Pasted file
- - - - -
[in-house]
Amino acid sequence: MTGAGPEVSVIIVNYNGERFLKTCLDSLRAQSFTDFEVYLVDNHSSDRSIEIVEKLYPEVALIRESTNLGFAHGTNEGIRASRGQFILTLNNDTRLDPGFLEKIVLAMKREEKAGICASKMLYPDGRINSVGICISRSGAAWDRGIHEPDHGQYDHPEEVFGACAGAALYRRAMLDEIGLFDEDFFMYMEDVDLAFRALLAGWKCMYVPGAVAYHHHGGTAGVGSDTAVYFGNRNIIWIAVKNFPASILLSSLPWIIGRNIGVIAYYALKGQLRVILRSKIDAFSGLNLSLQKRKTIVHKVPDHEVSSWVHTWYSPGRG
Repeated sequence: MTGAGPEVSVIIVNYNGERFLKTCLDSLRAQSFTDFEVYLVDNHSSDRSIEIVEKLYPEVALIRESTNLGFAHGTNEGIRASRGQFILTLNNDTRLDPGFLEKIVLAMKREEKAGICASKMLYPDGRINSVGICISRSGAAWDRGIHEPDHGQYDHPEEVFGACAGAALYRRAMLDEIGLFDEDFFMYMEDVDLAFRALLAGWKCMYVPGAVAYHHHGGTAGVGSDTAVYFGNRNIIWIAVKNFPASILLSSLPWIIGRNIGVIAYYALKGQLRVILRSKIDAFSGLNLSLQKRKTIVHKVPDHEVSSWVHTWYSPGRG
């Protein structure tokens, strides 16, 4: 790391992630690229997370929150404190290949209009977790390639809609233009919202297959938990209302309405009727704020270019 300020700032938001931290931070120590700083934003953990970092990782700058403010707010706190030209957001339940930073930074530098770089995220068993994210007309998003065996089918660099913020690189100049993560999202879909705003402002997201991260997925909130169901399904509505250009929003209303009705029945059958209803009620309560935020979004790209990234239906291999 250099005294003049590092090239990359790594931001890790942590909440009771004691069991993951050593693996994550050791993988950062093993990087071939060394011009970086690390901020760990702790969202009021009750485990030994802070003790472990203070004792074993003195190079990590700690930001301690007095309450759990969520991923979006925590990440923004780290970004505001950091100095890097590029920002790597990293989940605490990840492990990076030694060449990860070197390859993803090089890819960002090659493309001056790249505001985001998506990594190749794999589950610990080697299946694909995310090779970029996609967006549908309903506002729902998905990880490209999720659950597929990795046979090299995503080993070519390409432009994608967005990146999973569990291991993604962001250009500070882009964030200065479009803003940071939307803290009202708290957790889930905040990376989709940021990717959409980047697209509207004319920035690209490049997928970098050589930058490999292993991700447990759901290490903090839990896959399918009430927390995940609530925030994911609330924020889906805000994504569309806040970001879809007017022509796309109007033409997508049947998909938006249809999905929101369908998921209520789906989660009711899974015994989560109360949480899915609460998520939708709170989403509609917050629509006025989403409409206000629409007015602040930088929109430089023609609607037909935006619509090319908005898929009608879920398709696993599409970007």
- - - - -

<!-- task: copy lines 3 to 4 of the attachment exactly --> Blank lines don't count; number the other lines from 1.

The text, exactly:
Repeated sequence: MTGAGPEVSVIIVNYNGERFLKTCLDSLRAQSFTDFEVYLVDNHSSDRSIEIVEKLYPEVALIRESTNLGFAHGTNEGIRASRGQFILTLNNDTRLDPGFLEKIVLAMKREEKAGICASKMLYPDGRINSVGICISRSGAAWDRGIHEPDHGQYDHPEEVFGACAGAALYRRAMLDEIGLFDEDFFMYMEDVDLAFRALLAGWKCMYVPGAVAYHHHGGTAGVGSDTAVYFGNRNIIWIAVKNFPASILLSSLPWIIGRNIGVIAYYALKGQLRVILRSKIDAFSGLNLSLQKRKTIVHKVPDHEVSSWVHTWYSPGRG
């Protein structure tokens, strides 16, 4: 790391992630690229997370929150404190290949209009977790390639809609233009919202297959938990209302309405009727704020270019 300020700032938001931290931070120590700083934003953990970092990782700058403010707010706190030209957001339940930073930074530098770089995220068993994210007309998003065996089918660099913020690189100049993560999202879909705003402002997201991260997925909130169901399904509505250009929003209303009705029945059958209803009620309560935020979004790209990234239906291999 250099005294003049590092090239990359790594931001890790942590909440009771004691069991993951050593693996994550050791993988950062093993990087071939060394011009970086690390901020760990702790969202009021009750485990030994802070003790472990203070004792074993003195190079990590700690930001301690007095309450759990969520991923979006925590990440923004780290970004505001950091100095890097590029920002790597990293989940605490990840492990990076030694060449990860070197390859993803090089890819960002090659493309001056790249505001985001998506990594190749794999589950610990080697299946694909995310090779970029996609967006549908309903506002729902998905990880490209999720659950597929990795046979090299995503080993070519390409432009994608967005990146999973569990291991993604962001250009500070882009964030200065479009803003940071939307803290009202708290957790889930905040990376989709940021990717959409980047697209509207004319920035690209490049997928970098050589930058490999292993991700447990759901290490903090839990896959399918009430927390995940609530925030994911609330924020889906805000994504569309806040970001879809007017022509796309109007033409997508049947998909938006249809999905929101369908998921209520789906989660009711899974015994989560109360949480899915609460998520939708709170989403509609917050629509006025989403409409206000629409007015602040930088929109430089023609609607037909935006619509090319908005898929009608879920398709696993599409970007």